Sunday, April 24, 2011

He's Alive!

Easter Story.
Adapted from Matthew 28, Mark 16, Luke 24 and John 20-21.
© Copyright Jennifer June DeMoss, 2011

Mary, still aching from the loss of her friend, went to the tomb with some other women to anoint Jesus' body. It was a custom then to do so, and to pray over it and wrap it. As they walked to the simple hole in the side of the mountain they were all surprised to see the stone that had covered it to keep the animals and bugs out had been removed. Mary was a little petered at this - it was a sign of disrespect to leave a tomb unopened. She saw the gardener standing with his back turned, so she walked up to him, with the full intent of griping at him for such a mistake.

"Why is this tomb open?" She demanded. She then turned to look inside to check on Jesus' body, but it was empty. Angry and upset she returned outside to find her companions staring in awe at something behind her. She turned and shock filled her body. There, atop the stone, sat a man all in white. He was smiling joyously and had an ethereal glow about him. "Why are you looking for someone that's not there! Jesus isn't in that tomb, HE HAS RISEN!"

Mary and the others turned to return to the base camp. Faster than she, the other women went ahead. Mary weakened and collapsed to the ground, sobbing.
"Woman," sad a voice with a familiar kindness and love, "Why are you crying? Who is it you are looking for?"

Mary looked up and her heart soared with joy and love as she saw the man standing before her. How was it possible? Through some wonderful miracle of the Lord, Jesus was standing right in front of her. He gently touched her cheek, and wiped away the tears that were streaming down her face in rivers. "Mary . . ." he whispered.

"Rabboni . . ." Mary managed to choke out.

"Mary, let me go. I still have to return to the Father. Go tell our brothers that you have seen me and that I am returning to God."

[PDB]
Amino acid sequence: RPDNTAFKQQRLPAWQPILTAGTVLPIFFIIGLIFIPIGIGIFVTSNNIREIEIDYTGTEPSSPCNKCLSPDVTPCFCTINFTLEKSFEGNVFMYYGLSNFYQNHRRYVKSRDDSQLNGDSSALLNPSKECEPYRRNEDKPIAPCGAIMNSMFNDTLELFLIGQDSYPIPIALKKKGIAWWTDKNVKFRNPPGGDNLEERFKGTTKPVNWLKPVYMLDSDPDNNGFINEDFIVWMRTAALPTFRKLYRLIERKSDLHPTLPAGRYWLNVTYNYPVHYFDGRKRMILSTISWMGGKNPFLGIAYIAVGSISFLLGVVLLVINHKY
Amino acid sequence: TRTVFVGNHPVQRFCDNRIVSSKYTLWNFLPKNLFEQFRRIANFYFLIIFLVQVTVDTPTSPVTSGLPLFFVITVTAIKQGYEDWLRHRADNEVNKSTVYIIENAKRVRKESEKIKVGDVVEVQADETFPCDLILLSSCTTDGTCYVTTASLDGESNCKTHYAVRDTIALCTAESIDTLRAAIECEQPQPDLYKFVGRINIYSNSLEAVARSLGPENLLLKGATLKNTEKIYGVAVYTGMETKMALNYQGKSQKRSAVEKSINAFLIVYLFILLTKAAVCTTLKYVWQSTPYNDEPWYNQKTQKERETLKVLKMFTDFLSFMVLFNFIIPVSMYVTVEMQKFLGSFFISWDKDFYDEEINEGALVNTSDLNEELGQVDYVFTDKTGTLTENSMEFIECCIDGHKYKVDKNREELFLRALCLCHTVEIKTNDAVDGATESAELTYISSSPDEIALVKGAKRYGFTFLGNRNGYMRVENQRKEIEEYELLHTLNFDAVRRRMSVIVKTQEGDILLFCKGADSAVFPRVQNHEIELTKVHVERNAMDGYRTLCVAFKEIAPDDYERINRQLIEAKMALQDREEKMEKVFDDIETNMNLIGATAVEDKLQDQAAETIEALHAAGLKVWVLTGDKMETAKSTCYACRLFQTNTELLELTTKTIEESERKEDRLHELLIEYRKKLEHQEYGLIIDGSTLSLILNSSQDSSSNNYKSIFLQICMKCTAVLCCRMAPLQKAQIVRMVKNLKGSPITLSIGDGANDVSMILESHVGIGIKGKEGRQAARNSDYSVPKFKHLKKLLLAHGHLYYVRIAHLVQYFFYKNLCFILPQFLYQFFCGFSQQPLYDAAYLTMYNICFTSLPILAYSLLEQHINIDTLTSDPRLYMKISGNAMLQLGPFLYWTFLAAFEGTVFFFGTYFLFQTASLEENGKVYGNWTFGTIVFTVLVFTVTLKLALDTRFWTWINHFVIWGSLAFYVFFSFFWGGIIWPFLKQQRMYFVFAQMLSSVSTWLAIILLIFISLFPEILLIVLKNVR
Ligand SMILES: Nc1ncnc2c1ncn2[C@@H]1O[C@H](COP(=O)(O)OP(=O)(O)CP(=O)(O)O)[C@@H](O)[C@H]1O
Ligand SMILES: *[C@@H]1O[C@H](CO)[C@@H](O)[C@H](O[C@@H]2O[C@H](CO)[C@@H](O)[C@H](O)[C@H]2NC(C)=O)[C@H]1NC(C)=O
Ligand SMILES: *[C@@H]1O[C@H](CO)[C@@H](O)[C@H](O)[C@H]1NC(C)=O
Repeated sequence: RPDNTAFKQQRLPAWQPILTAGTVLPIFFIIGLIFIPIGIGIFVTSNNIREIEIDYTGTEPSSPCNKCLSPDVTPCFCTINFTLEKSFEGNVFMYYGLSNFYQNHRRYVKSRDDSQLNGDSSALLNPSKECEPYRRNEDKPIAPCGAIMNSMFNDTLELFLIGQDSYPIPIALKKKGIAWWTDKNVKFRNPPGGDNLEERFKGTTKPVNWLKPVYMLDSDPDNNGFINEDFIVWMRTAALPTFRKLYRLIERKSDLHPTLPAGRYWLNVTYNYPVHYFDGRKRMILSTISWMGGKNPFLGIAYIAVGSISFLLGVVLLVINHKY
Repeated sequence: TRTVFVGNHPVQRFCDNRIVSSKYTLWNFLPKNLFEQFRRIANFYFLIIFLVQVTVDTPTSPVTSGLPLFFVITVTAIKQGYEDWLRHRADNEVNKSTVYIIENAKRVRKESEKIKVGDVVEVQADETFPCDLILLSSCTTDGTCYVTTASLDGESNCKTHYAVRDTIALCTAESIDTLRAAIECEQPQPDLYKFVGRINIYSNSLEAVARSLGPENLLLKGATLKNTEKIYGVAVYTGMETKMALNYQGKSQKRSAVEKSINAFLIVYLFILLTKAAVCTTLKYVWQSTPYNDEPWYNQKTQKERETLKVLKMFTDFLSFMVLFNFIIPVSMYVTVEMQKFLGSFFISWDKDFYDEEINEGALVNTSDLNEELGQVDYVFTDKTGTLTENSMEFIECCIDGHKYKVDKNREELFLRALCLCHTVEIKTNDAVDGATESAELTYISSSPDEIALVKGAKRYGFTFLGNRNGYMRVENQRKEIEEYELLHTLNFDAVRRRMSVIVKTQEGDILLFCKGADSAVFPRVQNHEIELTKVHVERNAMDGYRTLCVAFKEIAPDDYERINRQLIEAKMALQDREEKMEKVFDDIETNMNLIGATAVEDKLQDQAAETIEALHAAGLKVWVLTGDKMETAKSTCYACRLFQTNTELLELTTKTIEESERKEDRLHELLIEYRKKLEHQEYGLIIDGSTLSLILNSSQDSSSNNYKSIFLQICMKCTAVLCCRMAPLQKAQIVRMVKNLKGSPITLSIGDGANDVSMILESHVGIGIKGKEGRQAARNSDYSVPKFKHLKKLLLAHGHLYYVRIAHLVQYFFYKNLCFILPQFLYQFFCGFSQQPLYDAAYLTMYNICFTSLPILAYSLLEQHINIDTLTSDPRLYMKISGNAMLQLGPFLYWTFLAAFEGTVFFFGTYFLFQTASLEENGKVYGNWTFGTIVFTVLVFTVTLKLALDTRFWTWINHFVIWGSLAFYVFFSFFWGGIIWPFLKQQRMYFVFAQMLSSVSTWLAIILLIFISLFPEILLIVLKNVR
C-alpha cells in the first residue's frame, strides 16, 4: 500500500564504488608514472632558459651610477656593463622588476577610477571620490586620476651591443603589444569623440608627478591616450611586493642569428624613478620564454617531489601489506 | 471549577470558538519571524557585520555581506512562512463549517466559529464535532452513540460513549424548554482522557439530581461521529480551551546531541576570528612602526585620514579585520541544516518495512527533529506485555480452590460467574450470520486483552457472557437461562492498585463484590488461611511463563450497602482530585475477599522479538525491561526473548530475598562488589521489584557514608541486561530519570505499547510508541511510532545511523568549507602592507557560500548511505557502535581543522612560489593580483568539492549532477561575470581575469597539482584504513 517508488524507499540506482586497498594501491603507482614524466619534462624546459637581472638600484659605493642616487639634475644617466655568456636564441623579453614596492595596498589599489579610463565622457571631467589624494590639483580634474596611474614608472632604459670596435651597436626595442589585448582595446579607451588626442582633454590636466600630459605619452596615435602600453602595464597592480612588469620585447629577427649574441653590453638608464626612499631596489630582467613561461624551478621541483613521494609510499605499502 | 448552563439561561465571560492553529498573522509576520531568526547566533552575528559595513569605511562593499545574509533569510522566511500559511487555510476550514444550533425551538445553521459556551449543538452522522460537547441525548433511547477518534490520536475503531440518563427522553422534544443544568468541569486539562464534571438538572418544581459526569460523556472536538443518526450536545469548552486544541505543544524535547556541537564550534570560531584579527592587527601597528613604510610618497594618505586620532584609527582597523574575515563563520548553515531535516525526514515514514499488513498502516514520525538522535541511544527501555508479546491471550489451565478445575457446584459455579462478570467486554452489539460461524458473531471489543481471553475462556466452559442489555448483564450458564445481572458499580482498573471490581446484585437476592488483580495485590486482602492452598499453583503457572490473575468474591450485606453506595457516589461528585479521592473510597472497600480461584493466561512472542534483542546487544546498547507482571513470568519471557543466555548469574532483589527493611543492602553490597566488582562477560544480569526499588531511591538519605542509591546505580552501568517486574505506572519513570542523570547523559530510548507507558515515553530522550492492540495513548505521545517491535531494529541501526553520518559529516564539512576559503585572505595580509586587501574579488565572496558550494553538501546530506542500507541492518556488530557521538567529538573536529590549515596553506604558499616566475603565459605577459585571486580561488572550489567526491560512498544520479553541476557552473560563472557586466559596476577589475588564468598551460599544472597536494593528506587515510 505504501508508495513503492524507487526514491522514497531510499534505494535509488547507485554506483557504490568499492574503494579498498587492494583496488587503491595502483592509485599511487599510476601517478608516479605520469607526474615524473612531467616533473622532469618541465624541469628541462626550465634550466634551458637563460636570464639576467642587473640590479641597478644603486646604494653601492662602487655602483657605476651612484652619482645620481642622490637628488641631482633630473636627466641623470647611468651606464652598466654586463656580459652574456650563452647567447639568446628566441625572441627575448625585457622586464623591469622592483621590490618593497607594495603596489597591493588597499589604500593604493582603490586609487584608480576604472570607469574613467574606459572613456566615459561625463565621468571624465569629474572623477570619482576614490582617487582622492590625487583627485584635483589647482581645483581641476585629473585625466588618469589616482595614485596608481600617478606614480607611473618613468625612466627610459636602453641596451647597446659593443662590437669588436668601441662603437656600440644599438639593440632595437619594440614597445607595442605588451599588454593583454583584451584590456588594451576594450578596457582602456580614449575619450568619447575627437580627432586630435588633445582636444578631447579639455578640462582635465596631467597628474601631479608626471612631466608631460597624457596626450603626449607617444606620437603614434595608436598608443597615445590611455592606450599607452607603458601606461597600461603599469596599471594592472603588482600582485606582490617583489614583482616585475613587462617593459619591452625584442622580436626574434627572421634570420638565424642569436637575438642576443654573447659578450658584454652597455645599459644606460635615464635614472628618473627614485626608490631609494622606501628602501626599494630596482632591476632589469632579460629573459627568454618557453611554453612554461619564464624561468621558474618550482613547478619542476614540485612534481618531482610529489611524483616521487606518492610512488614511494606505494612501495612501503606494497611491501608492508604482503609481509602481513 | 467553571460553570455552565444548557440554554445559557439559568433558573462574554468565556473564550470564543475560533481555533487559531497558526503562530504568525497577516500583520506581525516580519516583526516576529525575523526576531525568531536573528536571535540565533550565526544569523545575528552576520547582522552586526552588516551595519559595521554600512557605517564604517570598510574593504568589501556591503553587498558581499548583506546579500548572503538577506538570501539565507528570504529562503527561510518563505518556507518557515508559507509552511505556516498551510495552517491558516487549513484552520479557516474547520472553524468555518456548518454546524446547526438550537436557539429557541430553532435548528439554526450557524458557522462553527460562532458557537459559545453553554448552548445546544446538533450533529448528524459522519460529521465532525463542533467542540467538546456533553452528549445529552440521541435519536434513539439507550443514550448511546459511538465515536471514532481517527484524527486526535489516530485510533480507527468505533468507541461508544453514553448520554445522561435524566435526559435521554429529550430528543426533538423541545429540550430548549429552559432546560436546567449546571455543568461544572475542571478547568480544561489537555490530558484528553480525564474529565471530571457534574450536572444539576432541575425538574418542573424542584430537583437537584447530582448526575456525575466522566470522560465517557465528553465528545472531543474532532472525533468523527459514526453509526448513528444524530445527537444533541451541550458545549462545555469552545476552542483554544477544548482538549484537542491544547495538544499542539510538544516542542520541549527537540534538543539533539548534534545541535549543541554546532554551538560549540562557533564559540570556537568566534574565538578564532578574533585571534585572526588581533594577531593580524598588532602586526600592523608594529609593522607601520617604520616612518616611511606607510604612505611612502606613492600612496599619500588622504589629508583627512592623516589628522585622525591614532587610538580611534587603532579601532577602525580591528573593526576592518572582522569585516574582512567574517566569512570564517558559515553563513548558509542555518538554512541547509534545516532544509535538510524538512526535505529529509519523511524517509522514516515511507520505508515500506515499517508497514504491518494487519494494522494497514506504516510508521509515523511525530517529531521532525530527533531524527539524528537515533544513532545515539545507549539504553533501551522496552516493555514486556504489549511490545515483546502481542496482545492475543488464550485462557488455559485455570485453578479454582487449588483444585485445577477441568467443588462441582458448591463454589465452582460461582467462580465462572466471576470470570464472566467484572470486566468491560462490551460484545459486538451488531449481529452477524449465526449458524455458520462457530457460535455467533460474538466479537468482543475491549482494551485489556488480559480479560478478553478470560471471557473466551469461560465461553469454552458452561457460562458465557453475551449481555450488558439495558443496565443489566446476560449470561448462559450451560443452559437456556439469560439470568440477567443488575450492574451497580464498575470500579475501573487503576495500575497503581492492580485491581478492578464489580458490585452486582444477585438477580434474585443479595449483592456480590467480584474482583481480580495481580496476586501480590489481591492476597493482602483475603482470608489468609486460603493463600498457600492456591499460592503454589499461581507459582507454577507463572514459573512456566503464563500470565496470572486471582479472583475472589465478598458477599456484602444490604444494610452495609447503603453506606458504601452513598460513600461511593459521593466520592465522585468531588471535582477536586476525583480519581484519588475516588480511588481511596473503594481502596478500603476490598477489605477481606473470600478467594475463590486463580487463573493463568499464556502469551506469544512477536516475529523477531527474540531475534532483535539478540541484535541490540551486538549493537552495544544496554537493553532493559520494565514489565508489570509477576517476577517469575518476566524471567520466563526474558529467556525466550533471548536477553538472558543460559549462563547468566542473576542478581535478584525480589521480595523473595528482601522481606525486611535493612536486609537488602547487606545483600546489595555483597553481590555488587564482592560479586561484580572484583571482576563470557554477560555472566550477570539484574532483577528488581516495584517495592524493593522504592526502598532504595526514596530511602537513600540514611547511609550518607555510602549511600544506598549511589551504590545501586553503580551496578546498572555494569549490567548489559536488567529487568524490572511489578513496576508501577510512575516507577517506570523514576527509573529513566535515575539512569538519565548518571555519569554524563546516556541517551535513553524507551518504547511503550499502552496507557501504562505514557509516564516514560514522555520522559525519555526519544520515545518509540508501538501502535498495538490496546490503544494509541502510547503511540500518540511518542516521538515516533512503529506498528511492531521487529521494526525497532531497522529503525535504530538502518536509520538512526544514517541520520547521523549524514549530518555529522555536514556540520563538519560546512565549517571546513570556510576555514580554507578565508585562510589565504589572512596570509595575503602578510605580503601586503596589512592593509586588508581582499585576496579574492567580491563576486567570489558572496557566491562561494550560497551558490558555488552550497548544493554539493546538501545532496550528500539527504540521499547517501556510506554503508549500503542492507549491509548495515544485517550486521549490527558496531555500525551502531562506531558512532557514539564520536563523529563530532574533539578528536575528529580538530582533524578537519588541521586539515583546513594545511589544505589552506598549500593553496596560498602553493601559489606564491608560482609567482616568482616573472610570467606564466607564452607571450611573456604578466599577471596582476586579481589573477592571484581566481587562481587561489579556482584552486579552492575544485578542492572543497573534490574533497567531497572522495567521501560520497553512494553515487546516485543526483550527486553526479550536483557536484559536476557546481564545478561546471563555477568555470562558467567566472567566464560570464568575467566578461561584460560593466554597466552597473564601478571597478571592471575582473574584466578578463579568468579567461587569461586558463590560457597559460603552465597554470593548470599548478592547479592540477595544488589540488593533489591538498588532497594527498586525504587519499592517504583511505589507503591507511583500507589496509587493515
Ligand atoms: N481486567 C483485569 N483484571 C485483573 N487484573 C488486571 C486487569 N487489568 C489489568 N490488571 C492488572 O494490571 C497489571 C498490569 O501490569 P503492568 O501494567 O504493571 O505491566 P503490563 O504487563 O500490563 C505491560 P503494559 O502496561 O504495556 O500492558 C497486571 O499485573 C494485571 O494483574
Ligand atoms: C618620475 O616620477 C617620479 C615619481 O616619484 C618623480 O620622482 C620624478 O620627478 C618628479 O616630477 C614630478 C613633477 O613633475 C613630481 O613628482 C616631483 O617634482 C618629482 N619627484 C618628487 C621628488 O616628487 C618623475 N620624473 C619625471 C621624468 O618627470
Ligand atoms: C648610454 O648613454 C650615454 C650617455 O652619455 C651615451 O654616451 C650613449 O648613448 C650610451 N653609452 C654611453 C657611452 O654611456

Mary kissed the ground at his feet. She didn't want to leave, she wanted to hold on for dear life. But she knew that He was right. She turned to return to the inn where they were staying.

"I have seen Him," She said breathlessly as she ran into the meeting room. "He's alive. He's risen again!" The men stared at her - she obviously had had a little too much wine.

"Who are you talking about, Mary?" Peter asked.


Then men all stared at her, mouths open. Thomas' face betrayed his thoughts - he thought she was a loon.
But Peter got up, placed his hands on her shoulders.

"Mary, are you sure?" Mary nodded. Without hesitating, Peter ran out the door.

Thomas got tired of waiting, and left the room. A while later,Peter returned, holding some of the burial cloth in his hand. "He wasn't there . . ." he said, sadly. "He just . . . wasn't there."

Then a voice sudden said, "Peace be with you!" The room fell silent. All eyes were on the man that had just appeared in the room. "The father has sent me, now I am sending you." He touched each of their heads and breathed on them. "Receive the Holy Spirit. Forgive others of their sins" he commanded. Then he left.

Soon after, Thomas returned. They told him what had happened. He thought everyone must have gotten into whatever wine Mary'd been drinking.  "Unless he appears to me right now and shows me the marks in his hands and the wound in his side, I will not believe it."

A week later, the men were sitting down to dinner. Then, as before, a familiar voice said, "Peace be with you!" He looked at Thomas. "Hello Thomas." Thomas could barely stammer out a "hello". "Here," Jesus said. "Touch the wounds. Put your fingers here, in the hole. Here, put your hand in my side." He took Thomas' head in his hands and turned it up to face him. "Stop doubting, Thomas. BELIEVE."

Thomas wrapped his arms around his friend in a sobbing embrace. He was embarrassed to have doubted the truth. "My Lord and my God" he exclaimed.

Jesus stayed with the men for some time, teaching them how to run the church now that he was no longer going to be able to. He told them to go and tell the world what they had witnessed. Then, one day, he turned to them all. He blessed them. And then the men witnessed Jesus being taken into heaven by the Lord.

"His return is very soon, and so you better be believin' that our God is an AWESOME God . . ."
- Rich Mullins

Friday, April 22, 2011

Good Friday . . .

Today is the day that our Savior took away our sins.